We can understand why,. since the turn of that century Russia was becoming the goal of thousands of these people. Fanatical King Frederick I would not hear of any mass migrations. He needed all able bodied men for the napoleonic armies. His successor, Wilhelm I, proved somewhat more conciliatory. He allowed the "pietistic renegades" to found their own "religious lay colony," which would not have to adopt the new religious books, and which would be allowed to conduct its own church affairs. This colony stands to the present day in the suburbs of Stuttgart as "Kornthal" founded in 1817. It had become mandatory! Meanwhile thousands of the citizens of Wuerttemberg were departing for Russia, threatening to deplete this land of its manpower and population.

Homes and farms, orchards and cattle were sold for a song by the religiously enthusiatic emigrants, among whom of course were adventurers and socially displaced persons also. Still, the all pervading thought and incentive was to escape the ravages of the Antichrist and to escape God's Day of Wrath in the refuge of the Savior King, prepared for those "with whom He would rule the world for one thousand years." (Rev. 20, 4 7).

What a sight that must have been in the summers of 1816 and 1817, when whole villages were decimated because their inhabitants chose to follow the meandering course of the Danube River on barges and boats, oxen carts and wheelbarrows, and on foot men, women, children ever southeastward toward the Black Sea Delta! These pilgrims took very few material possessions along, but many of them carried their Lutheran Bibles, the old hymnals, devotional booklets such as Pastor Friedrich's "A view of faith and hope for God's people in these days of the Antichrist, compiled from the divine foretellings, according to which all of the faithful are to reassemble in Jerusalem in anticipation of the Returning Lord." This pastor Friedrich incidentally, and other clergymen, accompanied the emigrants on their Holy Odyssey.

Perhaps it is difficult for us moderns to understand such enthusiasm and such religious zeal. On the other hand, people who have experienced these latter days of such godless tyrants as Hitler or Stalin, can appreciate the "End Of The World Thinking" which was so strong in much of Europe one hundred and fifty years ago. A lay leader of that day, Adam Straub, who had been forced to serve as a soldier under Napoleon, and who rightly predicted the tyrant's comeback after his first defeat (Rev. 17, 8), summed up the popular thinking of that day in this manner: "When I beheld him (Napoleon) during a parade, cold chills shot up and down my spine. I said to myself 'That one and no other is the Antichrist!' "

The records reveal that our Suebi trekked northeastward along the Black Sea, having arrived at the mouth of the Danube in late 1817. There, with winter fast approaching, two very opposite trends of thought became evident among our pilgrims. On the one hand, many had become weary and less enthusiastic concerning the original goal. They made the momentous decision to remain in a fertile valley which was immediately named "Hoffnungsthal." Certainly they could set themselves "apart here and rest for a while" (Mark 6, 31). After all, had not Father Bengel predicted the Coming of Christ not before 1836 eighteen years hence?! On the other hand, there were the zealots with the first love and their original fervor concerning the Holy Pilgrimage still . . . These could not be contained! Even though the harsh winter winds were beginning to sweep down the steppes from the north, hundreds and tens of hundreds made the decision to continue swinging southward again toward the foreboding Caucasians. For the place of refuge on Mount Ararat scene of another refuge many years before (Gen. 8, 4) had to be prepared. No time could be lost in accomplishing this well. We hesitate to depict the inevitable tragedy which happened to these people! Suffice it here to state that every last one of this latter group, perished in a terrible blizzard in the foothills of the fierce Caucasians, many miles still from the Mount of Refuge, Ararat. The number of the dead is estimated at about 12,000 souls. Today this is an almost forgotten page in the history of stark tragedies caused by misguided religious enthusiasm.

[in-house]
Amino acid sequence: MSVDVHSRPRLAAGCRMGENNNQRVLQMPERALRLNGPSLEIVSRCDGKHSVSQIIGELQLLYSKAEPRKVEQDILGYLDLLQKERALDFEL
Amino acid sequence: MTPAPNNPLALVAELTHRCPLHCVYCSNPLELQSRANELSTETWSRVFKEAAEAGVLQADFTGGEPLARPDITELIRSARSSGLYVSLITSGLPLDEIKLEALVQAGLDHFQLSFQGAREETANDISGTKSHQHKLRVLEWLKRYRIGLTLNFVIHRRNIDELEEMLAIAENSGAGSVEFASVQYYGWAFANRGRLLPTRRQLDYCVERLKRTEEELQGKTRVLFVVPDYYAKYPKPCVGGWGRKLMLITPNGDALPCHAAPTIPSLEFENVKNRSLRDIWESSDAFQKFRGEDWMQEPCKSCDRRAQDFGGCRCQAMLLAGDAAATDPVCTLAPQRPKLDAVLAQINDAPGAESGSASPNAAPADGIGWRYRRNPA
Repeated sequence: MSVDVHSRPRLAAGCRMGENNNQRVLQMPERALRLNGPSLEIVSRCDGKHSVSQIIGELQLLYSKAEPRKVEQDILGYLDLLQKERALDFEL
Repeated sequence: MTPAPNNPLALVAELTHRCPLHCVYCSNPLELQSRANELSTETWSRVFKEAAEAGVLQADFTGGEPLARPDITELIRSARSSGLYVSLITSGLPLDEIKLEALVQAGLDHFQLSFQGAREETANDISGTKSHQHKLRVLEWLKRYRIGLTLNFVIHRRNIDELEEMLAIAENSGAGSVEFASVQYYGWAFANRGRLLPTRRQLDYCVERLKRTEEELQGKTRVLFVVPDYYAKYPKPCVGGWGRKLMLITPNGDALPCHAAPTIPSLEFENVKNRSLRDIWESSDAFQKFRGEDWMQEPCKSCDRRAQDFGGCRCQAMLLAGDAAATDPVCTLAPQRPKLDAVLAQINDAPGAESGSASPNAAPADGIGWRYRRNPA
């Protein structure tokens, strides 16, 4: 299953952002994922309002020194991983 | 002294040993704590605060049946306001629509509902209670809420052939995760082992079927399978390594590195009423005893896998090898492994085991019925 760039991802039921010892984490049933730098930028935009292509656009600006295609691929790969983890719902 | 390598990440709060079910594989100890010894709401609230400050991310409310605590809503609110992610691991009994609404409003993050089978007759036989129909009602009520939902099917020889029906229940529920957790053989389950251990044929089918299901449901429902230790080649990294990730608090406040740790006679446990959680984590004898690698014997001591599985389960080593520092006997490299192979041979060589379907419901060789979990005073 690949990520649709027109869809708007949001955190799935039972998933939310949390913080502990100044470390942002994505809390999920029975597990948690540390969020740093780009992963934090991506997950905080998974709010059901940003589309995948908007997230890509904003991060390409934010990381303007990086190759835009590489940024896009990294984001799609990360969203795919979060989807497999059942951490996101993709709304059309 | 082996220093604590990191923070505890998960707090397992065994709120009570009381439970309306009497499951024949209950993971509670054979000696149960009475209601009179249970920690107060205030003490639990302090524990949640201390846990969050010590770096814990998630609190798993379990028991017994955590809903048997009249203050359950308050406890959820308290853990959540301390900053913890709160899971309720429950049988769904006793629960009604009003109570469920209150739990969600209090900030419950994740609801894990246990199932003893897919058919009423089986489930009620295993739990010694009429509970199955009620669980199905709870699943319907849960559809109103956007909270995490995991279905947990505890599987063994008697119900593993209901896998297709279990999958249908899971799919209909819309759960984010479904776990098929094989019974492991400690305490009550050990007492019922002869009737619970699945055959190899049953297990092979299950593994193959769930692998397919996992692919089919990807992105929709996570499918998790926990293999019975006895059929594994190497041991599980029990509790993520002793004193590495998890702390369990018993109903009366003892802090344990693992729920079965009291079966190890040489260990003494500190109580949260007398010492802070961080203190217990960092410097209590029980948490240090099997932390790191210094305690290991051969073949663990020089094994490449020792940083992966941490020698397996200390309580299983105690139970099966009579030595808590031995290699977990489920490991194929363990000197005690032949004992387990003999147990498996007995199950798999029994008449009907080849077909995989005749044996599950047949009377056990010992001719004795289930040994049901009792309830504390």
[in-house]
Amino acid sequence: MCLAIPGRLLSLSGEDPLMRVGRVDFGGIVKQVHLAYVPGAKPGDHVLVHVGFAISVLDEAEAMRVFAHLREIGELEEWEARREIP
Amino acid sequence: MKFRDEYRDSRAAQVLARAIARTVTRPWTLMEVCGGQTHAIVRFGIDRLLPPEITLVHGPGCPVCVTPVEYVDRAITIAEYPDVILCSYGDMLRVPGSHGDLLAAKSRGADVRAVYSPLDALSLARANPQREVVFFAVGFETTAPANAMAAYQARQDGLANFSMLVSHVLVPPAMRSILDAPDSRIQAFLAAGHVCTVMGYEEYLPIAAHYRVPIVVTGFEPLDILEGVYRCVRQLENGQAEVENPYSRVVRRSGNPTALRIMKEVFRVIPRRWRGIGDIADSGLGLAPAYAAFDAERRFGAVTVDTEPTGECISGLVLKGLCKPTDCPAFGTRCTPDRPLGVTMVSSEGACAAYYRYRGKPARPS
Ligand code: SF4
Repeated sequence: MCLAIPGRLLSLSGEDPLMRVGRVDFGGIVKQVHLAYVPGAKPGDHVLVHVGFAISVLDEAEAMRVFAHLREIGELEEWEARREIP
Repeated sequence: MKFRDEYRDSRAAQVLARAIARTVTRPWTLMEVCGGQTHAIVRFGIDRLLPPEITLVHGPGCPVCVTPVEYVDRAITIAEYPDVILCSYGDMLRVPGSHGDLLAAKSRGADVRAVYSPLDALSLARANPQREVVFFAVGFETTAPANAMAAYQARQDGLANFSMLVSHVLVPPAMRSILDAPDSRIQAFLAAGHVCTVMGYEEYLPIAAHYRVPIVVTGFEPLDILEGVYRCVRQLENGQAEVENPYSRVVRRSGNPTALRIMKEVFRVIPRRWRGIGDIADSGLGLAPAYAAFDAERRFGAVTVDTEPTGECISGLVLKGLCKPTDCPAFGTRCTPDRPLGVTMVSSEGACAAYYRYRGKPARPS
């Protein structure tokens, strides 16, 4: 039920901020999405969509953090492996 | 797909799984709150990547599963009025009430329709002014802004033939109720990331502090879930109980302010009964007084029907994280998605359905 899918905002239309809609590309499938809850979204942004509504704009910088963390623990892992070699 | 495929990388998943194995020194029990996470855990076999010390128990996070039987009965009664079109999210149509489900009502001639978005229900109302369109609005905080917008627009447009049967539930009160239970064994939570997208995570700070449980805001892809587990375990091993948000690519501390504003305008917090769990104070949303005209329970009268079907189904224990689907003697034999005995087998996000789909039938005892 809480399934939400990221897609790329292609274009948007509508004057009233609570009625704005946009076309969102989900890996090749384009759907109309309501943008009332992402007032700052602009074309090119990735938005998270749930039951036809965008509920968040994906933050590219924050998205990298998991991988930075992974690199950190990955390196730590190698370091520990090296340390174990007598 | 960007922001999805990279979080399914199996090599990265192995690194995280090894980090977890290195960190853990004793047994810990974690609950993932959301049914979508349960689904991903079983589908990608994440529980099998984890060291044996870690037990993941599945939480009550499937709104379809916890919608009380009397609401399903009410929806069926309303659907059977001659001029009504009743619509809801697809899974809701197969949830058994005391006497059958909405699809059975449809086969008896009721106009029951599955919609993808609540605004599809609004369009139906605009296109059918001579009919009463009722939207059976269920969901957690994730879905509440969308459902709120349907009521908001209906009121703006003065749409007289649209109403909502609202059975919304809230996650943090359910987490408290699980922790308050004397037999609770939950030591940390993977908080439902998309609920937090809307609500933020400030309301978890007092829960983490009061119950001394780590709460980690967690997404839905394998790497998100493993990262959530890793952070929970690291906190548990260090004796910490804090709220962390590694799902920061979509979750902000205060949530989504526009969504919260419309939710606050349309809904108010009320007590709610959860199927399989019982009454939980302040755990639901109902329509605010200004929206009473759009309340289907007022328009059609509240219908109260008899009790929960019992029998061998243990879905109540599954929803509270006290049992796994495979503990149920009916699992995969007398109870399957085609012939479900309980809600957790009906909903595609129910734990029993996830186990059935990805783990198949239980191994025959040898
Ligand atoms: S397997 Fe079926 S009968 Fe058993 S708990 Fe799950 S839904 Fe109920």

The first group began to prosper immediately. These were to become the forefathers of many of our Dakotans today. Having constructed the village of Hoffnungsthal with Czarist support in a short time, a “Dorf” which has survived the fierce upheavals especially of the last few decades, these Suebi began to radiate out into other villages such as Hoffnungsfeld, Gluecksthal, etc. Within two decades the originally much sought after refuge from the Antichrist had been almost forgotten. Napoleon had meanwhile been defeated and banned to the Isle of Elba. A new generation had arisen among our pilgrims which knew little about that "first fire of religious zeal." Then the world began to beckon fiercely again, and with its call came the down to earth institutions of this planet for the sons and daughters of these German colonists in Russia laws and civil government, schools and established churches, as in the departed motherland.

For one half a century things went real well with them in their newly adopted homeland. Then speaking with the Bible: “A new King (Czar) arose who knew nothing of Joseph” and the original promises given to their grandfathers. (Ex. 1, 8). The new Russian Czar Nikolas I. suddenly demanded that these German foreigners become Russian citizens, that they pay taxes for their exceeding wealth which put the native Russians to shame, and that all young men henceforth be prepared to serve in the Czarist Army. This was a hard blow. Let us consider that one hundred years ago the average Russian peasant was still under the laws of serfdom, living in a perpetual fear of the subjugating laws of the nobility, such as whippings, arrests, and deportations at the whims of their superiors.

A new wave of that old restlessness came over the sons of these German pioneers. The old religious books were brought forth again. A renewed cry for The Refuge, this time one of a temporal and this worldly nature, was taken up among them once more.